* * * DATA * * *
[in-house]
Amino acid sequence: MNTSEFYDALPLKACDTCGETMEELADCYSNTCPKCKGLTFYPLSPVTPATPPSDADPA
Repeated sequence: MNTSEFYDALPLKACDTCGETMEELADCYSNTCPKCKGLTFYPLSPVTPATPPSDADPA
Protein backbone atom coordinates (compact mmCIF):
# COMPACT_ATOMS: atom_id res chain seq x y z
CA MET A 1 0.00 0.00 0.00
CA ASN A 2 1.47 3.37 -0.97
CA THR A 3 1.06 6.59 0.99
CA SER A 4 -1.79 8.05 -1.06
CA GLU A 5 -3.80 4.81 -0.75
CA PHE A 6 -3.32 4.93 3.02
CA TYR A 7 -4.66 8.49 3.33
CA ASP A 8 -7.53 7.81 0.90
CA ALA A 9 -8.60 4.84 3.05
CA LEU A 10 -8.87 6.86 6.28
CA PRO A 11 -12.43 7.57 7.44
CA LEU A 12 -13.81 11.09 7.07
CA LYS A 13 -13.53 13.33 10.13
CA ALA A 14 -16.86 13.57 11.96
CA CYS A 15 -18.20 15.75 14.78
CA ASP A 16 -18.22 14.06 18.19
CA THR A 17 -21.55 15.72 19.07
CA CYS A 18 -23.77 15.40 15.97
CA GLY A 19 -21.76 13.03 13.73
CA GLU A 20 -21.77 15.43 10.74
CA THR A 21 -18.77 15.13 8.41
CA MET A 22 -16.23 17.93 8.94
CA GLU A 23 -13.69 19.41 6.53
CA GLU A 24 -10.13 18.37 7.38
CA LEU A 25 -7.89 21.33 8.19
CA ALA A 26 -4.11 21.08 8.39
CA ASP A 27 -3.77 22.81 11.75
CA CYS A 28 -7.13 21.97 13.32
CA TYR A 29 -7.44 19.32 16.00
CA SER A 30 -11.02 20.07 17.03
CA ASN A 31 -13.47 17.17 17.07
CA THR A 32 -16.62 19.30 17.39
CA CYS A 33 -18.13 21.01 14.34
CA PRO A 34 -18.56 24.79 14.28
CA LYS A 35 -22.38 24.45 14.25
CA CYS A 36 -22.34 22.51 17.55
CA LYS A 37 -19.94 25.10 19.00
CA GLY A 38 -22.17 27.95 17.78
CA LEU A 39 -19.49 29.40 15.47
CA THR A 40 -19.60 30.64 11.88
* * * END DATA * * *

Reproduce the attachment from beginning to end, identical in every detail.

[in-house]
Amino acid sequence: MNTSEFYDALPLKACDTCGETMEELADCYSNTCPKCKGLTFYPLSPVTPATPPSDADPA
Repeated sequence: MNTSEFYDALPLKACDTCGETMEELADCYSNTCPKCKGLTFYPLSPVTPATPPSDADPA
Protein backbone atom coordinates (compact mmCIF):
# COMPACT_ATOMS: atom_id res chain seq x y z
CA MET A 1 0.00 0.00 0.00
CA ASN A 2 1.47 3.37 -0.97
CA THR A 3 1.06 6.59 0.99
CA SER A 4 -1.79 8.05 -1.06
CA GLU A 5 -3.80 4.81 -0.75
CA PHE A 6 -3.32 4.93 3.02
CA TYR A 7 -4.66 8.49 3.33
CA ASP A 8 -7.53 7.81 0.90
CA ALA A 9 -8.60 4.84 3.05
CA LEU A 10 -8.87 6.86 6.28
CA PRO A 11 -12.43 7.57 7.44
CA LEU A 12 -13.81 11.09 7.07
CA LYS A 13 -13.53 13.33 10.13
CA ALA A 14 -16.86 13.57 11.96
CA CYS A 15 -18.20 15.75 14.78
CA ASP A 16 -18.22 14.06 18.19
CA THR A 17 -21.55 15.72 19.07
CA CYS A 18 -23.77 15.40 15.97
CA GLY A 19 -21.76 13.03 13.73
CA GLU A 20 -21.77 15.43 10.74
CA THR A 21 -18.77 15.13 8.41
CA MET A 22 -16.23 17.93 8.94
CA GLU A 23 -13.69 19.41 6.53
CA GLU A 24 -10.13 18.37 7.38
CA LEU A 25 -7.89 21.33 8.19
CA ALA A 26 -4.11 21.08 8.39
CA ASP A 27 -3.77 22.81 11.75
CA CYS A 28 -7.13 21.97 13.32
CA TYR A 29 -7.44 19.32 16.00
CA SER A 30 -11.02 20.07 17.03
CA ASN A 31 -13.47 17.17 17.07
CA THR A 32 -16.62 19.30 17.39
CA CYS A 33 -18.13 21.01 14.34
CA PRO A 34 -18.56 24.79 14.28
CA LYS A 35 -22.38 24.45 14.25
CA CYS A 36 -22.34 22.51 17.55
CA LYS A 37 -19.94 25.10 19.00
CA GLY A 38 -22.17 27.95 17.78
CA LEU A 39 -19.49 29.40 15.47
CA THR A 40 -19.60 30.64 11.88